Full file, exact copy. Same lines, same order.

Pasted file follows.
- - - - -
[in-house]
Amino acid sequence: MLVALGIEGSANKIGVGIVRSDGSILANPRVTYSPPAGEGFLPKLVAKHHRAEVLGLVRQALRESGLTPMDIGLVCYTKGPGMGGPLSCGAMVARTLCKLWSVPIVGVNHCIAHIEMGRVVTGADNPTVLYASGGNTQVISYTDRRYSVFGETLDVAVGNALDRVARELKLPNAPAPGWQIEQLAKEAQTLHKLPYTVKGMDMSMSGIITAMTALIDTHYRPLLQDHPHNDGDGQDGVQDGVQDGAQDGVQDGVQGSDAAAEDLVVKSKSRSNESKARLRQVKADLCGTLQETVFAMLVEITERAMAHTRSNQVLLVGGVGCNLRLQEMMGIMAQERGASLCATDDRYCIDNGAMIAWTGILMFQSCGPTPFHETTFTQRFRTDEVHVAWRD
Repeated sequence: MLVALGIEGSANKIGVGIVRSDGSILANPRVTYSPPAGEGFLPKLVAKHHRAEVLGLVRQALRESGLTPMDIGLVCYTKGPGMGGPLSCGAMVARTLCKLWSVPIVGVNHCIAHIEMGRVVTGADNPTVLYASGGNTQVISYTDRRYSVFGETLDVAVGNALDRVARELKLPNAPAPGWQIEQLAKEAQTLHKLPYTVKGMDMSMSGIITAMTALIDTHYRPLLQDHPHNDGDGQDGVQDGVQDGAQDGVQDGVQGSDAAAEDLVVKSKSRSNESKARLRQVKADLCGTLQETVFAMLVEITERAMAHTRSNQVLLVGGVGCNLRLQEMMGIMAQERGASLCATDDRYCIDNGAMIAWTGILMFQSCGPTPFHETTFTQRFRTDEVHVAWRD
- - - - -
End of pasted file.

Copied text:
[in-house]
Amino acid sequence: MLVALGIEGSANKIGVGIVRSDGSILANPRVTYSPPAGEGFLPKLVAKHHRAEVLGLVRQALRESGLTPMDIGLVCYTKGPGMGGPLSCGAMVARTLCKLWSVPIVGVNHCIAHIEMGRVVTGADNPTVLYASGGNTQVISYTDRRYSVFGETLDVAVGNALDRVARELKLPNAPAPGWQIEQLAKEAQTLHKLPYTVKGMDMSMSGIITAMTALIDTHYRPLLQDHPHNDGDGQDGVQDGVQDGAQDGVQDGVQGSDAAAEDLVVKSKSRSNESKARLRQVKADLCGTLQETVFAMLVEITERAMAHTRSNQVLLVGGVGCNLRLQEMMGIMAQERGASLCATDDRYCIDNGAMIAWTGILMFQSCGPTPFHETTFTQRFRTDEVHVAWRD
Repeated sequence: MLVALGIEGSANKIGVGIVRSDGSILANPRVTYSPPAGEGFLPKLVAKHHRAEVLGLVRQALRESGLTPMDIGLVCYTKGPGMGGPLSCGAMVARTLCKLWSVPIVGVNHCIAHIEMGRVVTGADNPTVLYASGGNTQVISYTDRRYSVFGETLDVAVGNALDRVARELKLPNAPAPGWQIEQLAKEAQTLHKLPYTVKGMDMSMSGIITAMTALIDTHYRPLLQDHPHNDGDGQDGVQDGVQDGAQDGVQDGVQGSDAAAEDLVVKSKSRSNESKARLRQVKADLCGTLQETVFAMLVEITERAMAHTRSNQVLLVGGVGCNLRLQEMMGIMAQERGASLCATDDRYCIDNGAMIAWTGILMFQSCGPTPFHETTFTQRFRTDEVHVAWRD